Dynamic websites may be more complicated than static websites from a technical standpoint, but they offer many advantages for marketing teams. The benefits include:

Personalization: dynamic websites are usually CMS-driven, so marketers can update content without technical knowledge. Beyond that, most CMSs offer personalization features that allow marketing teams to provide relevant content tailored to specific site visitors in real-time. AI and machine learning can even be used for data-driven content delivery.

Advanced Features: the real-time delivery of site content makes dynamic sites ideal for complex use-cases like single sign-on, e-commerce front ends, social media integration, user forums, payments, and more. Whenever you need a more interactive user experience, it’s likely necessary to build a dynamic website that can communicate with backend systems.

The Drawbacks

While there are many digital marketing and user experience benefits to dynamic websites, they’re generally more difficult to build and costlier to maintain. Here are two reasons why:

Build Complexity: many sites still rely on complex technologies for managing dynamic content. This includes CMSs built with PHP and any backend that uses a traditional SQL database for the content repository. A traditional database-driven website can’t scale as easily as a static website.

Maintenance Cost: dynamic websites require more server-side code, database management, and CMS development work that static sites don’t need. There’s added complexity for development and IT operations teams to manage the CMS software and migrate content between environments as well.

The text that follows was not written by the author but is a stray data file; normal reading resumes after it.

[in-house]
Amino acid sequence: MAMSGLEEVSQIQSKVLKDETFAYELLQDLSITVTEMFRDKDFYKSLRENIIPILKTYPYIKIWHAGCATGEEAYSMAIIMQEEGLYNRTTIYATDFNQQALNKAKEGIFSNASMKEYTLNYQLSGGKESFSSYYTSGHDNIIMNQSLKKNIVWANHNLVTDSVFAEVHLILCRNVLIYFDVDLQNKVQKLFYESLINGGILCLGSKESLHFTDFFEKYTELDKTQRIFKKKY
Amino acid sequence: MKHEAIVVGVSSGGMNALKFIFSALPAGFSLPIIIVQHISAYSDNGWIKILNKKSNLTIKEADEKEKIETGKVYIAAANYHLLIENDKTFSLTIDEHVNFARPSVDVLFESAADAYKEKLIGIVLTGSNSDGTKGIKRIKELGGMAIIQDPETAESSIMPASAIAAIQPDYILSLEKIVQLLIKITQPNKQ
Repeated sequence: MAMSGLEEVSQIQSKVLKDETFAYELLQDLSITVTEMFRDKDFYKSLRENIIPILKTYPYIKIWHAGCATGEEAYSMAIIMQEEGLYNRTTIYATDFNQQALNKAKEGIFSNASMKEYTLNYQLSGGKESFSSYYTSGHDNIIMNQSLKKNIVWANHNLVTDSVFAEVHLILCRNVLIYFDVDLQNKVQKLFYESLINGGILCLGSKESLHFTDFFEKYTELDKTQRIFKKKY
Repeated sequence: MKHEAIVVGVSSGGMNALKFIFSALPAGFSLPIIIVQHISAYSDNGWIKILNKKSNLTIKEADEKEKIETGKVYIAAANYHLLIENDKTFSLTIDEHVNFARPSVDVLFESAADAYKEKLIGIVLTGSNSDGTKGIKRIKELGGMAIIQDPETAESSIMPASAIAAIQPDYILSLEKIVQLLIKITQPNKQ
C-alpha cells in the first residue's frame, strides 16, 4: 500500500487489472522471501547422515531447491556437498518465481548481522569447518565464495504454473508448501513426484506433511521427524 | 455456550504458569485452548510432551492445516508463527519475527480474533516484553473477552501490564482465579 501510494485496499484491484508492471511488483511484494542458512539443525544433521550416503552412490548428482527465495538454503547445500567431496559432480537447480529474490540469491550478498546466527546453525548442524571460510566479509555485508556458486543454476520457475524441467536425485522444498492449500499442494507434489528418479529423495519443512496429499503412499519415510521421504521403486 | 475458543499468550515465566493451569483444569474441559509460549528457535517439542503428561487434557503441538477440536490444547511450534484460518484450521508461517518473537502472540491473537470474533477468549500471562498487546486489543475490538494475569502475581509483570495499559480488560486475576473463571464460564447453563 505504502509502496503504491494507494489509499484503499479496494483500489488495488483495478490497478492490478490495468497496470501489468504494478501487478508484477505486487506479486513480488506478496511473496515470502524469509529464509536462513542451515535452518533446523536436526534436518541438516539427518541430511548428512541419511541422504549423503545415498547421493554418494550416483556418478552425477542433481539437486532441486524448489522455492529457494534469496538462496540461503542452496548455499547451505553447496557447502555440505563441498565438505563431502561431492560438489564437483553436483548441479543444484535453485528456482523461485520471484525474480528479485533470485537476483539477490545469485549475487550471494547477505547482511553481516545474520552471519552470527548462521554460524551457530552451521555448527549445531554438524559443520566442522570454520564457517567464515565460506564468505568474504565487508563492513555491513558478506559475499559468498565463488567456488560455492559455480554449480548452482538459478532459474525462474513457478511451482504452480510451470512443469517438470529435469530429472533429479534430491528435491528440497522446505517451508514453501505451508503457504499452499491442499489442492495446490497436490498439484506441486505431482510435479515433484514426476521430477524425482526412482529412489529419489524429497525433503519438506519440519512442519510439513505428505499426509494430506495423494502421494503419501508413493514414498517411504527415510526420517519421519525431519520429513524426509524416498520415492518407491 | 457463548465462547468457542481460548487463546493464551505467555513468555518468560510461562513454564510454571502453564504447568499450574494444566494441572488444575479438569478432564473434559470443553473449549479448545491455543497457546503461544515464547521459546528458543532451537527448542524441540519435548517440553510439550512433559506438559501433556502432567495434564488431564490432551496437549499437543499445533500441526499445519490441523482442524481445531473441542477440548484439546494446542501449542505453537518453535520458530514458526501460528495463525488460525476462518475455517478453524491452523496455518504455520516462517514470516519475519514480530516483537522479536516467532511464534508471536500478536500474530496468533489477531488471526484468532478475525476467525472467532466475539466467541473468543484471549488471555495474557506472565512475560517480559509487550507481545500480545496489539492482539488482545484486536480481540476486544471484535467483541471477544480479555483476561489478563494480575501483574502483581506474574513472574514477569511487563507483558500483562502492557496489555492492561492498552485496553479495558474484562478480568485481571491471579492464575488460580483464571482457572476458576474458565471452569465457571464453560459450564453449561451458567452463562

Static and Dynamic Sites for the Modern Enterprise

Enterprises tend to need a mix of both static sites and dynamic sites and apps. For example, microsites and landing pages are good examples of static use cases, whereas personalized websites, e-commerce frontends, customer portals, and employee intranets are typical examples of dynamic sites.

To get the best of both worlds, enterprises need a CMS that handles both static and dynamic use cases, and eliminating the weaknesses of both strategies. CrafterCMS does just that.

CrafterCMS can serve as a headless CMS for static site use cases. It’s REST and GraphQL APIs work well with SSGs to allow developers to create static sites while allowing marketing control over the content. Unlike simple headless CMSs, CrafterCMS brings its full content authoring capabilities to static site development.

For building dynamic sites, CrafterCMS serves as a high performance, highly scalable, and highly secure platform for building and managing all types of dynamic, digital experiences. Crafter has a multitude of personalization and advanced functionality that enables marketers to build innovative experiences. This includes targeted content, user-generated content, and data-driven personalization. Marketers can continuously publish content without waiting for developers to update source code, thereby increasing their content velocity. Crafter can even support using JAMstack for dynamic sites as well.

Unlike traditional CMSs typically used for dynamic sites, CrafterCMS boasts a modern stateless and serverless architecture that’s highly elastic, so it delivers extremely high performance and is easy to deploy and scale. And with its distributed Git-based repository and support for DevContentOps processes, it’s easier for developer teams, content teams, and IT operations teams to integrate into their workflows using Agile methodologies, CI/CD of content and code, and leverage modern automation techniques.

CrafterCMS provides modern enterprises with a robust content management solution for both static and dynamic sites and apps.

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Posted by Amanda Cunningham

Amanda Cunningham is an enthusiastic and driven digital media authority with a diverse background working on digital teams within agency, education, technology, recreation, and hotels. Amanda graduated with honors from McDaniel College with a Bachelor of Arts in History. In her free time, Amanda can be found spending time with family and friends, practicing her guitar skills, or reading a book on the couch with her three kitties.